Combat is something you’re going to want to avoid, especially at the start of the game. Initially, you’ll only have a pistol with six bullets and until you unlock some skills or upgrade the gun itself, it’s going to hit like a pea-shooter and recoil like an elephant gun. Eventually, you’ll get better guns as well as the experience to use them effectively and frontal assault will become a viable option, but even then, in most cases, it’s better to sneak around as bullets and healing are non-renewable resources.
I appreciate this because most FPS games with stealth mechanics treat stealth as an afterthought rather than a core part of gameplay. When I get spotted in Wolfenstein: The New Order or Far Cry 5, I’m not overly concerned about it because I know I’ll be easily able to blast my way out of any opposition I come across. In Chernobylite on the other hand, I found myself often locked in tense situations where I was hiding in a bush, praying that the enemy patrol passing by would overlook me.
However, you’ll never just have to worry about the enemies, collecting resources is often just as vital to your survival as avoiding conflict. Even on normal survival difficulty, there will be days when you just don’t have enough food for everyone. Consequently, there are going to be times where you’ll be forced into combat just because the guards happen to be patrolling an area where there are a few loaves of bread lying around. Although food is the most pressing concern, every resource sprinkled around the exclusion zone has a use, whether it is for making healing kits, spare ammunition, or just upgrading your base with a mechanic that has been lifted wholesale from Fallout 4.
Rough Around the Edges
It’s obvious that some corners have been cut in Chernobylite’s development. Characters keep their gasmasks on at all times, ostensibly because of toxic air in the exclusion zone, but mostly because the developers don’t have the resources for facial animation. Maps are constantly reused, as there are only a handful of locations in the game which the story mission send you back to again and again. What is this, Dragon Age II? At least they are all fairly detailed and nice to look at, still, when you’re sent to the same apartment complex for the third mission, you’ll begin to get sick of it too.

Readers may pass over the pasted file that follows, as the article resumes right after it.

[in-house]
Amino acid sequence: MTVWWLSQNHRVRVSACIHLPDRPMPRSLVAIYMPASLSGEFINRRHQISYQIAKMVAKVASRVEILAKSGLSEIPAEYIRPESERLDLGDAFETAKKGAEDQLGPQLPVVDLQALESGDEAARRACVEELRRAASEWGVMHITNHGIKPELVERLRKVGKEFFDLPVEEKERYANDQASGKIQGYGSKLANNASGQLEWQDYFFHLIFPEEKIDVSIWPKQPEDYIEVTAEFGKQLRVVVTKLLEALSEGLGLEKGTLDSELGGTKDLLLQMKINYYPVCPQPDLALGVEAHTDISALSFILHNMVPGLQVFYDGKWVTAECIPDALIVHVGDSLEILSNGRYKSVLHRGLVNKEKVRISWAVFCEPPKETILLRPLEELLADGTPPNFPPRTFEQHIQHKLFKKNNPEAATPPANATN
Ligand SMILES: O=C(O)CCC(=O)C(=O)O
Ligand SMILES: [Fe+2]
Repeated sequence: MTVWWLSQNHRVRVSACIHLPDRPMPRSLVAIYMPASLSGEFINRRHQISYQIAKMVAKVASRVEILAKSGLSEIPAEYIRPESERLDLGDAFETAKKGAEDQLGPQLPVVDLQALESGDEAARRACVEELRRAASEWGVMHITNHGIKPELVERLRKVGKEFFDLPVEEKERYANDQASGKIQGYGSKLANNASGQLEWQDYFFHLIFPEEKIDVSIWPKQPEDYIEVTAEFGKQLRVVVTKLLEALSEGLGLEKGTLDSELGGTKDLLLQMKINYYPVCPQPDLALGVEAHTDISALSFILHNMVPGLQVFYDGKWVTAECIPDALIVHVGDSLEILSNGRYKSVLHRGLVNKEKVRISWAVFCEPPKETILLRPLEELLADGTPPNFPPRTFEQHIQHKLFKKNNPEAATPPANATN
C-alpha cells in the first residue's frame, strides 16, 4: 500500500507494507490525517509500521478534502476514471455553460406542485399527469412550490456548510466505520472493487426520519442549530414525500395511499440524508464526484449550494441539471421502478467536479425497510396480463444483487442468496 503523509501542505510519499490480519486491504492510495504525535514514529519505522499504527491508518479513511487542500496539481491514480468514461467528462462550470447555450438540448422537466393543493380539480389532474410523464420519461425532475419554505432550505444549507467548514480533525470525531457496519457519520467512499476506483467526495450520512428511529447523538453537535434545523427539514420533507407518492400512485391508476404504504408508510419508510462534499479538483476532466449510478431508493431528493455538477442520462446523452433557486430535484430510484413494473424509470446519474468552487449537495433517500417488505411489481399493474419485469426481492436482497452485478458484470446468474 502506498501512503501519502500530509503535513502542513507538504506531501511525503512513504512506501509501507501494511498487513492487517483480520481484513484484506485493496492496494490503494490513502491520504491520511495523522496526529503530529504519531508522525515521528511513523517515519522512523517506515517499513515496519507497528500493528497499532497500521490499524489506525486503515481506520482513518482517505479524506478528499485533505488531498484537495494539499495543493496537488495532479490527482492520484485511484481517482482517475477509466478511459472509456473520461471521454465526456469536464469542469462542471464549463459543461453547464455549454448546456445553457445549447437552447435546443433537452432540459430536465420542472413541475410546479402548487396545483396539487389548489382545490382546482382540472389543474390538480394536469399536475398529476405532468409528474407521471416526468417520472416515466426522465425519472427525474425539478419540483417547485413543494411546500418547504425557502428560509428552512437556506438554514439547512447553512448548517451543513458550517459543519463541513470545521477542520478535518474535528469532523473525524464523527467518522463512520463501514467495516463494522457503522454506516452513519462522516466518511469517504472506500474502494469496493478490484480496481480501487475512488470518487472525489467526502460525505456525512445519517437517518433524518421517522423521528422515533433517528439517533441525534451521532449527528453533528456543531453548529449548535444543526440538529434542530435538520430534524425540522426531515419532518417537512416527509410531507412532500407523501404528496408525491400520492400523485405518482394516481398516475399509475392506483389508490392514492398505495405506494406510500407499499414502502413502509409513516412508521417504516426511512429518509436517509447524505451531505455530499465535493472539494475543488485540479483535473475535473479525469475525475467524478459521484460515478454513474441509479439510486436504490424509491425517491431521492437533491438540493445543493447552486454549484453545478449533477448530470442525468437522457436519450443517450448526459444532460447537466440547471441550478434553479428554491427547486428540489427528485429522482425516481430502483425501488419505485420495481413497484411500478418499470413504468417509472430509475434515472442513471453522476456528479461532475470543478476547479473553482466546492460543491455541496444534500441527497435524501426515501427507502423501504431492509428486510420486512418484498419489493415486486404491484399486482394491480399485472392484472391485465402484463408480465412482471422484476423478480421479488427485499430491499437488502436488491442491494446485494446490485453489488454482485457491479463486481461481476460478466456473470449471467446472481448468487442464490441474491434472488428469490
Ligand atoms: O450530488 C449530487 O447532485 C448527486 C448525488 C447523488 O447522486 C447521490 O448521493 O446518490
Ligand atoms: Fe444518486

Then there are the bugs. To be fair, for a Eurojank game Chernobylite actually holds together pretty well. The year and a half it spent in early access has evidentially not gone to waste. Indeed, given how busted some major releases are on launch you could even get away with calling Chernobylite polished and complete. Still, there are some issues with mission events triggering when they should; in one case I had to reload an autosave and replay the whole mission from the start because Igor wouldn’t acknowledge the scientist that was standing two feet in front of him. The enemy AI also bugs out from time to time, the most notable one happened for me when I ran into a group of five soldiers who didn’t react or move when I went around picking them off, one by one, with headshots. Still, these issues never rose to anything more than fleeting annoyances, and Chernobylite does a masterful job of drawing you in with its story, characters, and core gameplay loop. It’s well worth checking out, even at full price.
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Strong writing and characters, Genuinely tense moments of survival and stealth, Base building is a lot of fun.
Premise is obviously a knock-off of the S.T.A.L.K.E.R. games, Only a handful of maps that get reused constantly,Some significant glitches